Minnesota Vikings positional breakdown: Wide receivers

The Minnesota Vikings have a lot of unanswered questions in their receiver corps this year, beginning with the starters and working all the way down to potential practice-squad candidates. What’s the expected outcome?

This may be one of the deepest wide receiver corps that the Minnesota Vikings have had in quite some time. The big questions that remain, though, are whether or not there is a true No. 1 receiver on the roster, how will all the young players develop this season, and whether or not there will be a 1,000-yard receiver this season.

On the roster: Moritz Böhringer, Stefon Diggs, Isaac Fruechte, Charles Johnson, Marken Michel, Cordarrelle Patterson, Terrell Sinkfield, Troy Stoudermire, Adam Thielen, Laquon Treadwell, Jarius Wright

Projected starters: Stefon Diggs, Laquon Treadwell

Having Treadwell listed as one of the top two receivers seems to be a little contrary to what the Vikings have been showing on the field so far this offseason. It has been Diggs and Johnson working as the two starters during organized team activities and minicamp, and it will probably be that way when the team starts training camp too.


It’s also very possible that it remains like that into the start of the regular season, but the Vikings drafted Treadwell to be quarterback Teddy Bridgewater’s No. 1 receiving option and you have to think that is going to come to fruition sooner than later. Odds are it will be this season, but the Vikings coaching staff has also shown that they are not afraid to make rookies sit and wait their turn.

Since Mike Zimmer took over as the team’s head coach in 2014, Anthony Barr and T.J. Clemmings have been the only rookies to start from Day 1 of the regular season, and Clemmings only started because of an injury. Eric Kendricks started in the nickel package from Day 1, but not in the base defense.

Diggs, on the other hand, seems to be a no-brainer pick to be one of the starters at the beginning of the season. He became the Vikings’ leading receiver last year as a rookie, totaling 52 receptions for 720 yards and four touchdowns, despite missing three games.

He displayed excellent route-running ability as well as good hands, good speed and an ability to create big plays. Diggs’ performance did trail off in the second half of the season when teams began to focus on him more, but that shouldn’t happen as much with either a healthy Johnson, Treadwell or some other No. 1 option playing next to him.

Keep an eye on

Patterson’s reemergence:

The Minnesota Vikings traded back up into the first round of the 2013 draft to select Patterson. He is a big-bodied receiver with all the athletic ability in the world, but he was also very raw. The plan was to groom him into a No. 1 receiving option for whoever was going to be their quarterback of the future, but that plan did not take place as soon as they would have liked.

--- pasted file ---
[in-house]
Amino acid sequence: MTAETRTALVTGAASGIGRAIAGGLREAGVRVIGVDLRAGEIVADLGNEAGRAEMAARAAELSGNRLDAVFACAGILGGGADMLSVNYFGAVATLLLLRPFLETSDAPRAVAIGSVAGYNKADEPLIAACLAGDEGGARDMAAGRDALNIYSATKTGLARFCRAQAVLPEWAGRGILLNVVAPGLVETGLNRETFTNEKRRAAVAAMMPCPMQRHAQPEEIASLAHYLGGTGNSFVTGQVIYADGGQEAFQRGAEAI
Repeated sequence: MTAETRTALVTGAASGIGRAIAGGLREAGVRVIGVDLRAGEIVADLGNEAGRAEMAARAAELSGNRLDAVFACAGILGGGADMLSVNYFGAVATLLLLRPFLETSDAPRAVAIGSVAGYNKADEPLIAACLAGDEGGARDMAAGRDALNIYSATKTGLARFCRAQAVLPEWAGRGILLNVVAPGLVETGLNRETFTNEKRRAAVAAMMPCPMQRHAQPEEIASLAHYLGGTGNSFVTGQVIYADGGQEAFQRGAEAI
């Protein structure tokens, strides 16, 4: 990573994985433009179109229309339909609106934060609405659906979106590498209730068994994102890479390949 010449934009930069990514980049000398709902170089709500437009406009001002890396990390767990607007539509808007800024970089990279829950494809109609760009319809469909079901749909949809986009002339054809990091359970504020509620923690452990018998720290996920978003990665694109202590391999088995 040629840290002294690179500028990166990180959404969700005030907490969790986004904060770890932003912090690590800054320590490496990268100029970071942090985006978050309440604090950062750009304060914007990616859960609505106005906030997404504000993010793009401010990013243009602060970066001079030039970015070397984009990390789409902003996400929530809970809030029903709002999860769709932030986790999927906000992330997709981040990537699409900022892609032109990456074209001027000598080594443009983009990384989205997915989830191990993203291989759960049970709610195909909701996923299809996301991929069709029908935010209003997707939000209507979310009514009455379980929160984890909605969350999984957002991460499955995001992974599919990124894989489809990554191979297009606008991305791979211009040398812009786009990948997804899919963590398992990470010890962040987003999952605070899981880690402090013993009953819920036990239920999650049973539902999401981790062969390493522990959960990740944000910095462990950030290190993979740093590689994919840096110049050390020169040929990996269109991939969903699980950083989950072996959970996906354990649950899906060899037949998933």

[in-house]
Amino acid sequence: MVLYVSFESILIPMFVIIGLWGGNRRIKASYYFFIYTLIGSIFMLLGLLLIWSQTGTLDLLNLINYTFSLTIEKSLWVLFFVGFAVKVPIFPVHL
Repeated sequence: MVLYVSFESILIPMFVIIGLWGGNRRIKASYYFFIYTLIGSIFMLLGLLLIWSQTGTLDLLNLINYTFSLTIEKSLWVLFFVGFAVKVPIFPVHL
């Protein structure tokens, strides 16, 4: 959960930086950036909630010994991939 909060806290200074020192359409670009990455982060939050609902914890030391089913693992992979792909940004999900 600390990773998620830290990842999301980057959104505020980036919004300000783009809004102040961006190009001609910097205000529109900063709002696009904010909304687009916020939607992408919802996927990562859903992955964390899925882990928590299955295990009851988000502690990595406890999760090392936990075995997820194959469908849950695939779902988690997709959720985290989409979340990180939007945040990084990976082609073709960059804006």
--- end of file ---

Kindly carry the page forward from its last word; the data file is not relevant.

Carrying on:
He was relatively productive when he saw the field as a rookie, but that production became less and less as his career continued, until it reached an all-time low last season when he recorded just two receptions for 10 yards, despite being active for all 16 regular season games.

This season marks the end of his rookie deal, so it is his last chance to make an impression before he hits the free agent market. He appears to have turned things around in OTAs and minicamp, but now he needs to carry that into padded practices and actual games. If he is able to, he will add even more depth to an already deep wide receiver group and add another dangerous weapon for Bridgewater.

Wright’s role on the team:

Wright is the most veteran wide receiver on the Vikings roster, but his role seems to be undefined so far. He has been the team’s slot receiver the past couple seasons and has seemed to thrive in that role, but he may get lost in the depth chart this year if both Johnson and Patterson are able to bounce back.

He was working with the second- and third-team offenses during OTAs and minicamp after signing a four-year extension last year worth $14.8 million, so it is clear the organization saw a future involving him, but that could change if other options continue to emerge around him.

Which players make the 53-man roster:

As previously stated, although there isn’t a proven No. 1-type receiver, there is a lot of talent in this group and not everyone is going to make the 53-man roster. The team kept six wide receivers on their roster last season and odds are that will be the magic number again this year, which means some talented guys will need to be finding work elsewhere.

Expected outcome

At some point this season the two starting receivers are likely going to be Diggs and Treadwell, with Johnson, Patterson and Wright fighting for the role as the team’s third receiver on the depth chart. Thielen with then round out the group of receivers on the 53-man roster and he will likely see the field from time to time, but his role could be mainly be on special teams.

The Vikings will then sign one or two of the receivers they cut to the practice squad, and which ones solely depends on how they perform at training camp and in the preseason. If they had to choose today, though, it would probably be Boehringer because of the potential he possesses and Fruechte because of his experience in the offense and because they probably would feel most comfortable calling him up to the active roster if one of their six guys went down with an injury. 


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